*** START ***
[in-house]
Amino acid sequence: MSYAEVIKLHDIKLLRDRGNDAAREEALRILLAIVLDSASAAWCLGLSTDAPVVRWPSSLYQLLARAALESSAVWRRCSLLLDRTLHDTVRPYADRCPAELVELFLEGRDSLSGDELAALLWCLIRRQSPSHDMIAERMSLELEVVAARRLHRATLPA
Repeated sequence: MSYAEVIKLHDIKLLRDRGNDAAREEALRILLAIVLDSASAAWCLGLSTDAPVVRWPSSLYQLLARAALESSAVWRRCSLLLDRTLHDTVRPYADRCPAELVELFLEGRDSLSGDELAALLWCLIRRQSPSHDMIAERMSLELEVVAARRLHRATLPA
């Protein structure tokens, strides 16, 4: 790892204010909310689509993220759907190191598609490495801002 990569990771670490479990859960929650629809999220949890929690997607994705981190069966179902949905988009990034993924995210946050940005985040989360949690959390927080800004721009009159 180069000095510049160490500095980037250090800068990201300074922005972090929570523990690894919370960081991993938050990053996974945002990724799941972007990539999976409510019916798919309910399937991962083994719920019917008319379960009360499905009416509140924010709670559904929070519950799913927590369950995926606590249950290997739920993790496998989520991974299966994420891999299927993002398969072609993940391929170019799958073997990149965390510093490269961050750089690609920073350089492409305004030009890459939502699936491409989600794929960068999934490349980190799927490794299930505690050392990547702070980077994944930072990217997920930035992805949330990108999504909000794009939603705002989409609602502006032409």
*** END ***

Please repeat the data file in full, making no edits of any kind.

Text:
[in-house]
Amino acid sequence: MSYAEVIKLHDIKLLRDRGNDAAREEALRILLAIVLDSASAAWCLGLSTDAPVVRWPSSLYQLLARAALESSAVWRRCSLLLDRTLHDTVRPYADRCPAELVELFLEGRDSLSGDELAALLWCLIRRQSPSHDMIAERMSLELEVVAARRLHRATLPA
Repeated sequence: MSYAEVIKLHDIKLLRDRGNDAAREEALRILLAIVLDSASAAWCLGLSTDAPVVRWPSSLYQLLARAALESSAVWRRCSLLLDRTLHDTVRPYADRCPAELVELFLEGRDSLSGDELAALLWCLIRRQSPSHDMIAERMSLELEVVAARRLHRATLPA
């Protein structure tokens, strides 16, 4: 790892204010909310689509993220759907190191598609490495801002 990569990771670490479990859960929650629809999220949890929690997607994705981190069966179902949905988009990034993924995210946050940005985040989360949690959390927080800004721009009159 180069000095510049160490500095980037250090800068990201300074922005972090929570523990690894919370960081991993938050990053996974945002990724799941972007990539999976409510019916798919309910399937991962083994719920019917008319379960009360499905009416509140924010709670559904929070519950799913927590369950995926606590249950290997739920993790496998989520991974299966994420891999299927993002398969072609993940391929170019799958073997990149965390510093490269961050750089690609920073350089492409305004030009890459939502699936491409989600794929960068999934490349980190799927490794299930505690050392990547702070980077994944930072990217997920930035992805949330990108999504909000794009939603705002989409609602502006032409």